Today you published the article ‘Matt Dawson: I had to have heart surgery after a tick bite’. At first I was thrilled, it is always uplifting to see articles highlighting this condition being shared by the mainstream media. However as I eagerly absorbed each sentence , I could feel my heart sinking further in my chest. In fact I’m pretty sure it dropped straight out of me and into the flat below under the weight of my disappointment! You could have taken this opportunity to really highlight the world wide issue when it comes to diagnosing and treating Lyme and Chronic Lyme Disease. The fact that you didn’t leap at this opportunity is beyond me. What happened to the BBC being at the forefront of reporting, challenging the establishment, pushing boundaries?
You even went as far as mentioning that if Lyme goes untreated it can go on to attack and cause ‘debilitating neurological problems’. This was your perfect opening to delve into the devastating condition that is Chronic Lyme; you could have examined how the tests for Lyme disease are extremely inaccurate and false negatives are a frequent occurrence; you could have investigated how NICE guidelines have left the few doctors who are up to date enough with the research in the area to believe in Chronic Lyme, unable to treat their patients without risking their medical licence. You could have mentioned how, if you are in the unfortunate situation of having to fundraise money to pay for your treatment, you are looking at a minimum of £10,000 for private medical bills and that there is no guarantee that you will be cured. You could have investigated how many people that are given the early treatment are actually, years later, successfully cured.
I was bitten by a tick at the age of 6, at the age of 22 I was diagnosed with Chronic Neurological Lyme Disease. Almost 3 years on and I am still fighting. Last year I was informed by neurologists that they were 99% certain I had MS, but then my MRI came back clean, when I brought up Lyme my case was swept under the carpet. Sufferers are abandoned, left to battle their own way through the system, made to feel like a fraud whilst their lives and their health fall apart. Unlike your report suggests, it’s not as easy as walking into a hospital and stating you have Lyme and hoping for treatment. It feels like a life sentence.
The issue with being chronically ill is that when a new complication arises it can be hard to know whether it has been caused by a preexisting condition, and if so which one, or if a new condition has popped into the question. Over the last few weeks I’ve had increasing amounts of pain in my knees, calf’s and feet. I tried to brush this off but slowly and surely my feet and legs have started spasming. So now I find myself trying to work out if this is due to a spread of Dystonia or a relapse of Chronic Neurological Lyme Disease.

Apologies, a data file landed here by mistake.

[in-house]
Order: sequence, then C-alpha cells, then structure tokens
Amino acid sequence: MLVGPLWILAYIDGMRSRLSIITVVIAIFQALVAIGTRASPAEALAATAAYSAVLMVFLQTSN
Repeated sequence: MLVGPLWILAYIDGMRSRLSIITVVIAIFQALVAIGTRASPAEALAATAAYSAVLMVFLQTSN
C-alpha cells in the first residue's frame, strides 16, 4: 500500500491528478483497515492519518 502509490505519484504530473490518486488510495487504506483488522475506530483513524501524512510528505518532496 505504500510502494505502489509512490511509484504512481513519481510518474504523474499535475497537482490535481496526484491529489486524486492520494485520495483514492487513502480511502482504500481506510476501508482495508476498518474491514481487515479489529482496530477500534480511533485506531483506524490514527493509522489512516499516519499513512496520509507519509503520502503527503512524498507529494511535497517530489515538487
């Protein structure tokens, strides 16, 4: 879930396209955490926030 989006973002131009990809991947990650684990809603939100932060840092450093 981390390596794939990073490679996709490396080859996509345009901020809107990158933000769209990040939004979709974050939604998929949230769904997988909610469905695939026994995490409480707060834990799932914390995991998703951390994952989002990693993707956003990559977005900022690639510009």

I had a long chat with my neurologist on Tuesday, he’s of the thought that my Dystonia has progressed as I’m still within the 5 year time frame for a spread of symptoms. Personally I’m hoping it’s Lyme related, as whilst still hard to treat, the possibility of remission again is real.
The idea that it could be Dystonia scares me due to the painful nature of the spasms; but I know I can get through it. I just have to take it one wobbly step at a time. I never thought I’d see the day when I would have to strap my leg splints on again but they’re worth the discomfort.
So here’s to crossing my fingers and seeing where the next 12 weeks takes us, by which point we will have a better idea to the cause and therefore treatment options.
Today is Rare Disease/Disorder Day 2017; it’s focusing on bringing much needed attention to complex conditions that are sorely in need of more research. I’m not going to to go into much detail about each of my individual conditions as each of their awareness weeks are just around the corner, what I’d like to discuss instead is my experience of day to day life when you have a rare condition.
When you read the words mobility aids I’m going to bet that the majority of you instantly conjured up an image of a wheelchair, crutch or walking stick. You’re not wrong all three of these are part of my day to day life depending on the condition of my body that day; and just because I perhaps didn’t need a wheelchair first thing that morning, doesn’t guarantee I won’t be completely reliant on it an hour later. In my daily life I have to use compression gloves, splints for my thumbs, wrists, arms and knees, neck brace and ankle stabiliser to try and keep my body in a somewhat functioning capacity. Now that doesn’t mean that I wear them all 24/7, but at any given time I’ll have the majority of them on.
A selection of my day to day living aids
I’ve had to come off the majority of my medication due to pregnancy, but I’ll admit I’m counting down to being able to have my botox injections and anti-inflammatory meds again. Just 5 minutes standing at the moment is enough for my feet, ankles and knees to swell up like balloons and takes a good hour to go back down. If my body is really playing up then just standing up wrong results in a knee slipping out of place. Between the spasms, the subluxations/dislocations and seizures, medication has become a vital part of my everyday routine. This involves being aware of when in the day I have taken them, remembering which ones it’s important to eat beforehand with and which ones I need to avoiding eating before taking, it involves planning in advance to make sure I never go out without my medication on me plus bringing along some spares because you never know just what may happen.